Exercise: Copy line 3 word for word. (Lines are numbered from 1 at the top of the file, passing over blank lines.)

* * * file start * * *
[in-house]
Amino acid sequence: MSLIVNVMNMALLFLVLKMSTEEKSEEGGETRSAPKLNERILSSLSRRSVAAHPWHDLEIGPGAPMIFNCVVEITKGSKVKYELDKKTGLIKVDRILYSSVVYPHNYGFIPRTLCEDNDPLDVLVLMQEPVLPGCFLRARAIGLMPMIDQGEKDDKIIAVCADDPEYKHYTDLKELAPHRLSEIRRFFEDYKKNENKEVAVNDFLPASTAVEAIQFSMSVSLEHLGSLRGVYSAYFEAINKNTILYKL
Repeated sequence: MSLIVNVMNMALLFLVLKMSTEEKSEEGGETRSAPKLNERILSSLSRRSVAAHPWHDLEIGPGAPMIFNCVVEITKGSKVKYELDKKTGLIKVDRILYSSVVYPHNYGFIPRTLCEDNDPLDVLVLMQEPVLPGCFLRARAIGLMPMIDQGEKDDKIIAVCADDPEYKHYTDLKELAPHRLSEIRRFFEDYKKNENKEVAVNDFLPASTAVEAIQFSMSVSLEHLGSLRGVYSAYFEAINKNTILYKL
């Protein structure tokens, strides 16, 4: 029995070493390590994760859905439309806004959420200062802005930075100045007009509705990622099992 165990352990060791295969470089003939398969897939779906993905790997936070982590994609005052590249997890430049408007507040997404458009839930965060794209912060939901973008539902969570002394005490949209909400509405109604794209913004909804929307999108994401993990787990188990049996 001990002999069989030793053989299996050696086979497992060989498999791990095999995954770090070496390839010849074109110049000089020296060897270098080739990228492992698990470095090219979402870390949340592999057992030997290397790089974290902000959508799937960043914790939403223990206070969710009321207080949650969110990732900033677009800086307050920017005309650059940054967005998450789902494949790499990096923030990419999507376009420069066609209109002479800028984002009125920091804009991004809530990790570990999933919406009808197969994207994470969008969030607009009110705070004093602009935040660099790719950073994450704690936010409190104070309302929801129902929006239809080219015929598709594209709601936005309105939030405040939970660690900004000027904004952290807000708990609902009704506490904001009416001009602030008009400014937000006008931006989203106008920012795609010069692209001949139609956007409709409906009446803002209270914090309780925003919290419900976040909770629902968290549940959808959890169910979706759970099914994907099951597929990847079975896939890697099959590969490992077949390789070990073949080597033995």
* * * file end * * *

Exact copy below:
Repeated sequence: MSLIVNVMNMALLFLVLKMSTEEKSEEGGETRSAPKLNERILSSLSRRSVAAHPWHDLEIGPGAPMIFNCVVEITKGSKVKYELDKKTGLIKVDRILYSSVVYPHNYGFIPRTLCEDNDPLDVLVLMQEPVLPGCFLRARAIGLMPMIDQGEKDDKIIAVCADDPEYKHYTDLKELAPHRLSEIRRFFEDYKKNENKEVAVNDFLPASTAVEAIQFSMSVSLEHLGSLRGVYSAYFEAINKNTILYKL